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Title: Unravelling the interaction of the human IgG subclasses with their ligands using biophysical methods
Author: Hui, Gar Kay
ISNI:       0000 0004 7965 0662
Awarding Body: UCL (University College London)
Current Institution: University College London (University of London)
Date of Award: 2019
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Antibodies are responsible for binding to antigens through their Fab arms and eliciting an immune response by binding to Fcγ receptors (FcγR). IgG4 is associated with IgG4-related disease. Human IgG in blood consists of four subclasses (IgG1, IgG2, IgG3 and IgG4). In order to identify their solution structures, monoclonal IgG1 and IgG4 and myeloma IgG2 were studied using analytical ultracentrifugation (AUC) and small-angle X-ray and neutron scattering (SAXS, SANS), followed by atomistic modelling using molecular dynamics and Monte Carlo methods. The three IgG subclasses exhibit variable conformations and flexibility, reflecting their function. FcγRI (CD64) is the sole high-affinity human IgG receptor. Its crystal structure showed that its three domains D1, D2 and D3 form a compact "seahorse" shape. To identify its solution structure, AUC and SAXS data and their modelling showed that FcγRI is more elongated than its crystal structure, in which the D1 and D2 domains were no longer in contact with each other, and the D3 domain showed flexibility. The solution structures of the IgG1 and IgG4 complexes with FcγRI were determined by AUC, SAXS and SANS. These showed a 1:1 binding stoichiometry. Their atomistic modelling showed that the Fc region in IgG1/IgG4 accommodates one FcγRI asymmetrically, and the two Fab arms were displaced to enable FcγRI binding. The modelling showed that the bound FcγRI changed conformation back into a compact "seahorse" where D1 is folded back against the D2 domain. Here, the solution structure of full-length IgG with FcγRI resembled the crystal structures of the IgG Fc fragment complexes with FcγRI. It was concluded that the folding back of FcγRI into a "seahorse" conformation ensures 1:1 binding and high-affinity interaction, giving an effective and regulated immune response to remove foreign antigens. This thesis furthers our understanding of the conformations of human IgG and their association with disease.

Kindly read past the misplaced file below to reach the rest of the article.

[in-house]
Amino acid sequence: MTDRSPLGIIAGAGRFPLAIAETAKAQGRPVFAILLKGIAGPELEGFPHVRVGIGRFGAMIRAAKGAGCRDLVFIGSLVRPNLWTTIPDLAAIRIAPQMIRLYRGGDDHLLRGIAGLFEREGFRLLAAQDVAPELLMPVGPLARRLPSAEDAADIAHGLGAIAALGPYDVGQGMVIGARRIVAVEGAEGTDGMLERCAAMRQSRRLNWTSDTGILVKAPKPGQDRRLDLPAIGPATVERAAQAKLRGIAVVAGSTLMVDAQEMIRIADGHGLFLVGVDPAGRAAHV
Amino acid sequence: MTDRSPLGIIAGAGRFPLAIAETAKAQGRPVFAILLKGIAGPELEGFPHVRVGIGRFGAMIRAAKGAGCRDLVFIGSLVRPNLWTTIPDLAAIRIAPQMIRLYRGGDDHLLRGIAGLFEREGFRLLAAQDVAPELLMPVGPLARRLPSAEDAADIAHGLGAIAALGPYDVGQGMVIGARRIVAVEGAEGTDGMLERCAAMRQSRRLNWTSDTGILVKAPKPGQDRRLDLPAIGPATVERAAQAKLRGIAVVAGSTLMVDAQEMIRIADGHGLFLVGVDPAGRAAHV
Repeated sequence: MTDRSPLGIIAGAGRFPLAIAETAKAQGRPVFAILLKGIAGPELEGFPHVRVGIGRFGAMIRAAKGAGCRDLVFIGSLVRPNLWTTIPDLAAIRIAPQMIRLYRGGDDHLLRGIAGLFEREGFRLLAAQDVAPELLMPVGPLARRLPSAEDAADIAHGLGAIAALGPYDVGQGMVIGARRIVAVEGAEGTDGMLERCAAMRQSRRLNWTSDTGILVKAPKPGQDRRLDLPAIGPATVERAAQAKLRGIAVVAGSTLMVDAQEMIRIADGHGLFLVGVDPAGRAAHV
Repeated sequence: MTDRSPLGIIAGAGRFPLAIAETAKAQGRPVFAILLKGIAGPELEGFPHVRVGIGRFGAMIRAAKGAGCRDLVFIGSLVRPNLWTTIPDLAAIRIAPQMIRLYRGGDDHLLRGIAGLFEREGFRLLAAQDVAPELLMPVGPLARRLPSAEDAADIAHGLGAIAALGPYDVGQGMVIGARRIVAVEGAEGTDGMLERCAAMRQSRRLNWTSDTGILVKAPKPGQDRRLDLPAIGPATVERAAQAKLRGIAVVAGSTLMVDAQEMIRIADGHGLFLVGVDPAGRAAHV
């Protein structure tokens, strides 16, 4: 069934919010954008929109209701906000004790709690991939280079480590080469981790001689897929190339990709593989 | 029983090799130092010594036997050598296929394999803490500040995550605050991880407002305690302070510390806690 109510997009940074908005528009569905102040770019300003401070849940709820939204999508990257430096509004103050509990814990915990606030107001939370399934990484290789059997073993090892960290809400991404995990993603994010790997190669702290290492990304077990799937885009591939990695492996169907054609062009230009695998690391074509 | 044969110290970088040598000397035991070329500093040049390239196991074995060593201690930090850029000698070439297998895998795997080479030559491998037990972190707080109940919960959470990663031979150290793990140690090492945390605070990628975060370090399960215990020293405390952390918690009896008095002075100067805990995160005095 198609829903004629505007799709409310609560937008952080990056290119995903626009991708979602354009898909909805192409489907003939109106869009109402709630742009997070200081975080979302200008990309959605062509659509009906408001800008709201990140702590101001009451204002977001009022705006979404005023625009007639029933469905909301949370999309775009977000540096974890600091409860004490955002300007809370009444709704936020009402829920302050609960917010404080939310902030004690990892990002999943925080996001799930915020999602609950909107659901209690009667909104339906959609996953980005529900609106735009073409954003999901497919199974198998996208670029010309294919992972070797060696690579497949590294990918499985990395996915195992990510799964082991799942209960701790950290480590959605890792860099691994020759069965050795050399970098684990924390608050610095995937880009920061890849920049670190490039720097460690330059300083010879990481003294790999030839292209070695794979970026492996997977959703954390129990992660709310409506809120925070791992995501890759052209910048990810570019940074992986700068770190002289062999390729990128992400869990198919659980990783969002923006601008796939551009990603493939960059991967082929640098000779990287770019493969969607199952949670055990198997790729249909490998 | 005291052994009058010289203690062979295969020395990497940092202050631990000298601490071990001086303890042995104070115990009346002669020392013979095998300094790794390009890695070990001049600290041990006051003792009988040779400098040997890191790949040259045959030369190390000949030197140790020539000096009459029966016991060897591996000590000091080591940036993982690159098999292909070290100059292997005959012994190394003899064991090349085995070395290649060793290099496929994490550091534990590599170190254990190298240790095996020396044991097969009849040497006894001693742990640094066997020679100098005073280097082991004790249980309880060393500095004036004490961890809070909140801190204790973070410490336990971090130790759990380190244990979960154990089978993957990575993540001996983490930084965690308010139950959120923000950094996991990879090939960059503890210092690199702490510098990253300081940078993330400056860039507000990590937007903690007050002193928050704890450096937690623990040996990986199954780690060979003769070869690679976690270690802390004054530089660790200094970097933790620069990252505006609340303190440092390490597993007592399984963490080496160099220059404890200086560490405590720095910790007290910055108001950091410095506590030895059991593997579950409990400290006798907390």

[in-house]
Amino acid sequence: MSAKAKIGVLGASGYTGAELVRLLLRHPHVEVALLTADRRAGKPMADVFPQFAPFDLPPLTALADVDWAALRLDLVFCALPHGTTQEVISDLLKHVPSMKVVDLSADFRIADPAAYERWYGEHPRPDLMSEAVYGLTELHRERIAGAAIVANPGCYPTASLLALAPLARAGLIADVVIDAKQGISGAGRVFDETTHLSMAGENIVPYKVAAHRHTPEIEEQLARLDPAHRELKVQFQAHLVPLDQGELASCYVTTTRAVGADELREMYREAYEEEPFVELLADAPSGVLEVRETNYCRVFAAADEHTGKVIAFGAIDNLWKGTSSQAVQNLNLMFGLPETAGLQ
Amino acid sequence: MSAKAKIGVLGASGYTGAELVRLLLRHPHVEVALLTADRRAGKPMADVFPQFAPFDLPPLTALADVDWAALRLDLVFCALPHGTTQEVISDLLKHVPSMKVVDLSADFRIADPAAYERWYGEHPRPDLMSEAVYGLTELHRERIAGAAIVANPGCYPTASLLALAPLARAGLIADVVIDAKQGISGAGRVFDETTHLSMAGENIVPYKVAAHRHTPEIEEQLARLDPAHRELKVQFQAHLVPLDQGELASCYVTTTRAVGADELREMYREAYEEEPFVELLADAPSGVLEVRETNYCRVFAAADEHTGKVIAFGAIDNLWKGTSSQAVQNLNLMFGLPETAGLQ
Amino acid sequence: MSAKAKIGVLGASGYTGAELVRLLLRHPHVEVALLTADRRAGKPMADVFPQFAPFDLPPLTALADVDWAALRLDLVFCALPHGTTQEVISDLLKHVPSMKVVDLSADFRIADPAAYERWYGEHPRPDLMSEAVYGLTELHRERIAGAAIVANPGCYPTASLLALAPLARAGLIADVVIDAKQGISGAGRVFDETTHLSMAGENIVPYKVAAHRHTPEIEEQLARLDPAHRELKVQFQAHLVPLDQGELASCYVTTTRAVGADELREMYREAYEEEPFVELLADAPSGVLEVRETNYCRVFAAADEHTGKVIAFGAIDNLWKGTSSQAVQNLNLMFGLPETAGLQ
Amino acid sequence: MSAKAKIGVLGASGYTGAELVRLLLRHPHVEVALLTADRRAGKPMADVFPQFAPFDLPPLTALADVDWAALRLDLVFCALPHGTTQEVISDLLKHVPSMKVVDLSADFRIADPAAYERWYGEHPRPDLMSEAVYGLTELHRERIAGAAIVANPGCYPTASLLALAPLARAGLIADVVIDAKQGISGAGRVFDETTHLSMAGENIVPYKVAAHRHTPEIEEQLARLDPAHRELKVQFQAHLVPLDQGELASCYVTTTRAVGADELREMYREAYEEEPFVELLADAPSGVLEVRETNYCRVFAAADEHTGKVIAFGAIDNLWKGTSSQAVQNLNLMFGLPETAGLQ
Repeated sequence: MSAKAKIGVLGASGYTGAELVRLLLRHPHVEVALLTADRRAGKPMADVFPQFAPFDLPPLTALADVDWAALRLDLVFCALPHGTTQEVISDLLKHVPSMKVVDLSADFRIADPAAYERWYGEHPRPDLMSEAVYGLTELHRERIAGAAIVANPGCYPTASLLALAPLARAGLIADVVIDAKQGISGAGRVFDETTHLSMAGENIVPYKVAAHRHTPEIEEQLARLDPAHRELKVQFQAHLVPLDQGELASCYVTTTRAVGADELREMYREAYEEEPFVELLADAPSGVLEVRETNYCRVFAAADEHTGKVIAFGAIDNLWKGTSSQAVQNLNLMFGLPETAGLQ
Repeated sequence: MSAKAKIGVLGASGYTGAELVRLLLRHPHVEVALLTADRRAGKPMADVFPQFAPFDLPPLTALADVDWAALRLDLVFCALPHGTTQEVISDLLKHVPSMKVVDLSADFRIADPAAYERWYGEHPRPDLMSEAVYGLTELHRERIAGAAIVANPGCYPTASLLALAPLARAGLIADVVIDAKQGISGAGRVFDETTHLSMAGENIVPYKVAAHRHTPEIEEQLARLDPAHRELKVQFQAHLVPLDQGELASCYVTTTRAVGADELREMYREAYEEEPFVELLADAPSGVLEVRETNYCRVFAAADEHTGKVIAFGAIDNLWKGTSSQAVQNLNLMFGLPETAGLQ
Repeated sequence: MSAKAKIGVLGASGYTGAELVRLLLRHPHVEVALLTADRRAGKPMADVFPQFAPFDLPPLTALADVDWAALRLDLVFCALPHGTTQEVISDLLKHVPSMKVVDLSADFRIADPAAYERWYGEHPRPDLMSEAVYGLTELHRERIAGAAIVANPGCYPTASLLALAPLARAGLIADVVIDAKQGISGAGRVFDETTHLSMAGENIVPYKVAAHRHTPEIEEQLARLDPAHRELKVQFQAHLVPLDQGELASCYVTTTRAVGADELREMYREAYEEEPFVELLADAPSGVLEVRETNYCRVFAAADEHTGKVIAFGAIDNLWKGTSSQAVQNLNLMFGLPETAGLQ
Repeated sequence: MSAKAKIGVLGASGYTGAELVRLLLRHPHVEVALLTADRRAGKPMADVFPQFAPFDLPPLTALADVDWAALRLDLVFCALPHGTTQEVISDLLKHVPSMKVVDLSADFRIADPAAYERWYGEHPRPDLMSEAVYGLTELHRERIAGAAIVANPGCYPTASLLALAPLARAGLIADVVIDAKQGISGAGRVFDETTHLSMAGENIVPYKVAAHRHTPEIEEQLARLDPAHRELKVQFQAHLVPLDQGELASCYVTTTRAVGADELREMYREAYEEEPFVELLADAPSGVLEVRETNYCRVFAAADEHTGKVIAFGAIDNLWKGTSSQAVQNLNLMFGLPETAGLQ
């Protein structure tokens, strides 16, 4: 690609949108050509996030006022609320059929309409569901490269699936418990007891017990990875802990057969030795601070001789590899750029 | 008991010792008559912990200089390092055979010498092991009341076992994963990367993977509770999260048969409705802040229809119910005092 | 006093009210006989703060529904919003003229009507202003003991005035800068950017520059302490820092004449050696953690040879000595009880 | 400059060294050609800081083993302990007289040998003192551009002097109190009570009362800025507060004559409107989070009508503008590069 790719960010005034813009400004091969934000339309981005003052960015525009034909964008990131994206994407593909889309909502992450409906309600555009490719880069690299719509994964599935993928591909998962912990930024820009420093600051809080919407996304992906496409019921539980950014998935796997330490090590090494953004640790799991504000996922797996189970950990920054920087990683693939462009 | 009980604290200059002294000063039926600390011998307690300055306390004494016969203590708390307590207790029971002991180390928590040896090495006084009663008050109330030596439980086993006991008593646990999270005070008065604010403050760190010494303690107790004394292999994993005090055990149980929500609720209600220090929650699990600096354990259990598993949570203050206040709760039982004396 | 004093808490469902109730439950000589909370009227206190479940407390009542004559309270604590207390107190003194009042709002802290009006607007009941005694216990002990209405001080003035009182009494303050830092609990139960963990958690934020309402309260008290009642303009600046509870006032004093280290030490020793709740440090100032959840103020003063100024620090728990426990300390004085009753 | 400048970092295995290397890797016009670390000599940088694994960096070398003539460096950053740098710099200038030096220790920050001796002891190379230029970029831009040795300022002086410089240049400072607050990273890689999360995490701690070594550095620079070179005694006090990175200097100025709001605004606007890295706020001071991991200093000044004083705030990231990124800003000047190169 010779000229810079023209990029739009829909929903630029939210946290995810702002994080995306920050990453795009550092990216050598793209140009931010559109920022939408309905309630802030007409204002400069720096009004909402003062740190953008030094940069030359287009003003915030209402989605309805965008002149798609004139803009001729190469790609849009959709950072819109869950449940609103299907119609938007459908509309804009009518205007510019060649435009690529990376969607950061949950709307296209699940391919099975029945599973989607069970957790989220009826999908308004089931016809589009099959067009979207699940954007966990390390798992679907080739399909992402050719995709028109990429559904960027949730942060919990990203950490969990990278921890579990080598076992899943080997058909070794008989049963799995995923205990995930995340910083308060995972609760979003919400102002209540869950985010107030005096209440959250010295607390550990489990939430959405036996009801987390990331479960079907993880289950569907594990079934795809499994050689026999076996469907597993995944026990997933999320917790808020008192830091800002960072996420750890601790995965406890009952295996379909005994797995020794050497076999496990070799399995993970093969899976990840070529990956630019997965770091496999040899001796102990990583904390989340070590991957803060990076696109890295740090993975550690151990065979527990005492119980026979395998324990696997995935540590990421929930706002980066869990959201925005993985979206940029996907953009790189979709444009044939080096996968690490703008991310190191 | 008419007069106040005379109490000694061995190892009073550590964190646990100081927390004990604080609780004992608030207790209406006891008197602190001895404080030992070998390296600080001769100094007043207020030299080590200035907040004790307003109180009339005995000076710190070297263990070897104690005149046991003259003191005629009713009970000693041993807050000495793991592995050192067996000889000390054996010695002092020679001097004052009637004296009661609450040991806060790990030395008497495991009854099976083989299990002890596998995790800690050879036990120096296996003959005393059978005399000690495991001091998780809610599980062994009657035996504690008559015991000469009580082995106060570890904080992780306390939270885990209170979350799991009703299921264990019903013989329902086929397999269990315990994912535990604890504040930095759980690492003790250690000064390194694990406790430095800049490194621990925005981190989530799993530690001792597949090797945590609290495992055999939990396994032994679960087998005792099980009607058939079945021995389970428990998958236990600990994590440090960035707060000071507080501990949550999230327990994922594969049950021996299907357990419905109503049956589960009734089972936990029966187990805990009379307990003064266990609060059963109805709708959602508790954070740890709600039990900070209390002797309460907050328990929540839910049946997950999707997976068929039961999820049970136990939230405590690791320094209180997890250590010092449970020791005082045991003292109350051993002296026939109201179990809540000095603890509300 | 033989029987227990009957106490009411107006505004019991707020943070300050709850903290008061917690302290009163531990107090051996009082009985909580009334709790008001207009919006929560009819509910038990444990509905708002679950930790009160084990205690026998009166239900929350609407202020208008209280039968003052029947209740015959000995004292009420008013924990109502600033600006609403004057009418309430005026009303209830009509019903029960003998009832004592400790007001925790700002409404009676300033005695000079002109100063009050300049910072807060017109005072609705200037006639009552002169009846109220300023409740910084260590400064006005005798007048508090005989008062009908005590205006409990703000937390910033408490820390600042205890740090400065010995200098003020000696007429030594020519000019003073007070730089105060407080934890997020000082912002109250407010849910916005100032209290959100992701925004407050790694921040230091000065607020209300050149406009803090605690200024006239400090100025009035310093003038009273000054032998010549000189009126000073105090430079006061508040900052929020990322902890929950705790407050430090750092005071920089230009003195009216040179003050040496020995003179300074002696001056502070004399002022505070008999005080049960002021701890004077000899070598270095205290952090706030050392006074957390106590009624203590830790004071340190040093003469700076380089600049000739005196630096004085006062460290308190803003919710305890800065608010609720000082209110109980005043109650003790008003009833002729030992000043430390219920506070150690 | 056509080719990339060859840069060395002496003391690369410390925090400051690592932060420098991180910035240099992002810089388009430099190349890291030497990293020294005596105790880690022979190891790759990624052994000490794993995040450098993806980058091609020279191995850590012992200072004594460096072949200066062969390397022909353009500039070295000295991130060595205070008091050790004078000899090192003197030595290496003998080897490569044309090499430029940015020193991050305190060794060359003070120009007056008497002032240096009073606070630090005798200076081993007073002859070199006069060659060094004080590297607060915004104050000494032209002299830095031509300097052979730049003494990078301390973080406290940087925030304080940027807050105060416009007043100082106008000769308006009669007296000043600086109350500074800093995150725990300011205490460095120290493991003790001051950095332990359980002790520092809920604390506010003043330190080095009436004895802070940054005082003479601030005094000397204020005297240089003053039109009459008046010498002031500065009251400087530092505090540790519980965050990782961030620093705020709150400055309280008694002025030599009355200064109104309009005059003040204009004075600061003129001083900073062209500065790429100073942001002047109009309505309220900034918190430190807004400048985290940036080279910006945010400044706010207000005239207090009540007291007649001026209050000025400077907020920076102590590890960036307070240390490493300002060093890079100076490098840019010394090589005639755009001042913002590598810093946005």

Supervisor: Not available Sponsor: Not available
Qualification Name: Thesis (Ph.D.) Qualification Level: Doctoral
EThOS ID:  DOI: Not available